SparkPost Client Library for Go Released!

Dave Gray
Jan. 22, 2016 by Dave Gray

Go SparkPost Library Released

Our Go client library is now publicly available!

We’ve been using it internally for various projects during development and now it’s time to go public. If you’re not familiar, “Go from Google” AKA Golang is a newer programming language, as these things, ahem, go. It’s been used to build a variety of publicly-available software including Docker and the Let’s Encrypt certificate authority. For a browser-based introduction to Go, check out A Tour of Go.

Go is statically typed and compiled, unlike most of the other languages that we have client libraries for. This makes the code a bit more verbose, and can make parsing JSON a bit frustrating at first. One of the goals of this library is to minimize that frustration during the “getting started with SparkPost and Go” phase.

So how do you use the SparkPost client library for Go? Once your Go workspace is set up, you can run:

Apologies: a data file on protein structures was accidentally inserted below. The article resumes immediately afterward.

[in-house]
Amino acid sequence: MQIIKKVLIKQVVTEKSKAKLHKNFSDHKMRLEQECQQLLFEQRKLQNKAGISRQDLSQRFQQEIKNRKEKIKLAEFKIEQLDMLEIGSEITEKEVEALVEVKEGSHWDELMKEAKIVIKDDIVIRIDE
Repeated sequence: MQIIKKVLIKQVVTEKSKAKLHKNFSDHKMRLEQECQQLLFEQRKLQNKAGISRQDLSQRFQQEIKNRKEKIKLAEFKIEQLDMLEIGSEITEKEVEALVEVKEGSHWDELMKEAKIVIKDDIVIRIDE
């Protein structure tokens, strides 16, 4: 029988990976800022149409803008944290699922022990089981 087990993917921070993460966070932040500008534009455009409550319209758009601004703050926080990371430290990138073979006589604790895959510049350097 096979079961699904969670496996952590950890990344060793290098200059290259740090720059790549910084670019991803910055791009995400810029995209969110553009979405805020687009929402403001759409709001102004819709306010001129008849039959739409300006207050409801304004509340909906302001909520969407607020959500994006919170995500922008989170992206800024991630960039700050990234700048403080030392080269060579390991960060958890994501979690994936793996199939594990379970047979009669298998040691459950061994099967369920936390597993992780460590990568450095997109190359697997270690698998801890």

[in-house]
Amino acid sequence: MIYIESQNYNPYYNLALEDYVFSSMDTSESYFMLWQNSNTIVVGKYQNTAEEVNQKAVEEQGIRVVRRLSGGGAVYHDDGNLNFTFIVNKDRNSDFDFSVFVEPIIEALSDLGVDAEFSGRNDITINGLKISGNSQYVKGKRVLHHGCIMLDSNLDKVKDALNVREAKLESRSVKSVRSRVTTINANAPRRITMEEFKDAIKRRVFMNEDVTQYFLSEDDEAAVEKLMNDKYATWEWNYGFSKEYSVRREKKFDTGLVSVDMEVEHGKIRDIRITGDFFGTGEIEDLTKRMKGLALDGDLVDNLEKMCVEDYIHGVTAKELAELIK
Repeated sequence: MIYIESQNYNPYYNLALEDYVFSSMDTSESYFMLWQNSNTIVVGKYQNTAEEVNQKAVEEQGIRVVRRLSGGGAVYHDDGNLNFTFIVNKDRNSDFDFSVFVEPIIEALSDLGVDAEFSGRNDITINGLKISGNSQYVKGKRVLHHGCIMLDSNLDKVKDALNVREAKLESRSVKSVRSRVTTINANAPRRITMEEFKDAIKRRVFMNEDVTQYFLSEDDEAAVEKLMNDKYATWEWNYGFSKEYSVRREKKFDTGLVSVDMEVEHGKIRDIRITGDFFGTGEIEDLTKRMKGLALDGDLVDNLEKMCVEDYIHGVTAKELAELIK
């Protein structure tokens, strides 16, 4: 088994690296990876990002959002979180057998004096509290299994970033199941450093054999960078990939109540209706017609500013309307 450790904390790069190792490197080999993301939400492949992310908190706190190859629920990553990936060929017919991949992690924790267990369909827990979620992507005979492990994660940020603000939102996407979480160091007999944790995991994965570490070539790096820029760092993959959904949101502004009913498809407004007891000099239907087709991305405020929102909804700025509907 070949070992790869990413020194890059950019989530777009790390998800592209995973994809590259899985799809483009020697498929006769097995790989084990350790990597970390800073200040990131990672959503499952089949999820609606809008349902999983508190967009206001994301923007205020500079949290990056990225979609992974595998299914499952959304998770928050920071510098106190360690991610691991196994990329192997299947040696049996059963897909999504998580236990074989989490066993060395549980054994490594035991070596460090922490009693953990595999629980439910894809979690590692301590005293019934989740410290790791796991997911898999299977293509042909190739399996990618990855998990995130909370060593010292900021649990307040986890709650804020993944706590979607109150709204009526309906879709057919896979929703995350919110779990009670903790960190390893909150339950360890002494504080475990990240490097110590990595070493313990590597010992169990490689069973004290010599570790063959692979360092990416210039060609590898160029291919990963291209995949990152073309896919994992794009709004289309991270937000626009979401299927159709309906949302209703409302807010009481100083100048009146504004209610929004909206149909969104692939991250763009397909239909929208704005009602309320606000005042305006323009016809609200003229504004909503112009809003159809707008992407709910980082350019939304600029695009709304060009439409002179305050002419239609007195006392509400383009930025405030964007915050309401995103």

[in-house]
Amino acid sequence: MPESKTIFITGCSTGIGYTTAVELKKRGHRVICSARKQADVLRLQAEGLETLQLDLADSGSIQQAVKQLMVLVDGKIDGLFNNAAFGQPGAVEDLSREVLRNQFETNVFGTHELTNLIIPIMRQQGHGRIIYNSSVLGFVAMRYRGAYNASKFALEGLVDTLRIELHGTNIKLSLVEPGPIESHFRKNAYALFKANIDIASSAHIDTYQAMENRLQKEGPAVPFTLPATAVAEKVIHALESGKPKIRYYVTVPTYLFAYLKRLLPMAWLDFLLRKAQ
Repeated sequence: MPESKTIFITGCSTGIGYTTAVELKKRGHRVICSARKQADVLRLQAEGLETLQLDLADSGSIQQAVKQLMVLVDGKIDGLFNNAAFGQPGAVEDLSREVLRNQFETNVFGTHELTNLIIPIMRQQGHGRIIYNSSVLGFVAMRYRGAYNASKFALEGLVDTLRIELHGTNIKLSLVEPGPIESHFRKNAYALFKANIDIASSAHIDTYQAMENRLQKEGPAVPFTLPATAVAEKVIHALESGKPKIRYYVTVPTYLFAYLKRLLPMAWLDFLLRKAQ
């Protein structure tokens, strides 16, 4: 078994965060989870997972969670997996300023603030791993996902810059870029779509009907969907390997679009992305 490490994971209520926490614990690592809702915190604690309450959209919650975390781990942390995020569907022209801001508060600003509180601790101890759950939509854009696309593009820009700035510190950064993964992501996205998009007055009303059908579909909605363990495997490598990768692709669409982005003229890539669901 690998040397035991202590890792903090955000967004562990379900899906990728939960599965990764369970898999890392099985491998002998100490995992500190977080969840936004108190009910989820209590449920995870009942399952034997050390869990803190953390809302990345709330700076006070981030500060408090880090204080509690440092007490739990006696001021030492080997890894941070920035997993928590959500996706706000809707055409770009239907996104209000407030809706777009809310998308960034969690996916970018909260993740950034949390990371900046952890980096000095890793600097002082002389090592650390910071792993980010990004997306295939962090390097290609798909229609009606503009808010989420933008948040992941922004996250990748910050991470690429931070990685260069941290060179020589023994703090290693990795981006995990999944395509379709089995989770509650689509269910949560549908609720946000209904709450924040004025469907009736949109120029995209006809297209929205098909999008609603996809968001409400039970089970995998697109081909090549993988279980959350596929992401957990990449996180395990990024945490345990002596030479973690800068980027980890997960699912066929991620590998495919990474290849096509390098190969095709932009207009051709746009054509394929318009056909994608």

This will download the client library code so it’s ready to import:

Now we’ll initialize the library with connection and authentication settings, pulling our API key from the environment:

With the setup and config out of the way, what can you do today with our Go client library?

We have full support for the Transmissions, Templates, and Recipient Lists endpoints, which is enough to support most sending use cases. Templates and Recipient Lists can be pre-created, which speeds things up if you’ll be reusing the same ones a lot – they can be specified by ID. If you won’t be reusing, or if you’d simply prefer to be more dynamic, Transmissions can also be sent using an inline Template and/or Recipient List, meaning that they’re included as part of the Transmissions call.

Here’s an example of what sending a transmission looks like:

Using the snippets above, you’re ready to start sending through SparkPost with Go. If you’ve been paying close attention, you’ve noticed that combining these code snippets with your API key gives you a way to send test messages. You could even build a CLI that allows you to send tests specifying the sender, recipient, and other fields as flags.

So what’s next for the Go client library?

Watch this space for more code examples and more advanced usage. We plan to use this library in several of our upcoming projects, including a sample application demonstrating how to easily parse event data out-of-band. We’re also working on support for Message Events, which lets you search through the last couple day’s worth of event data generated in your account.

What else will you build with our client libraries? We’re curious to see, so drop us a line and let us know.

 

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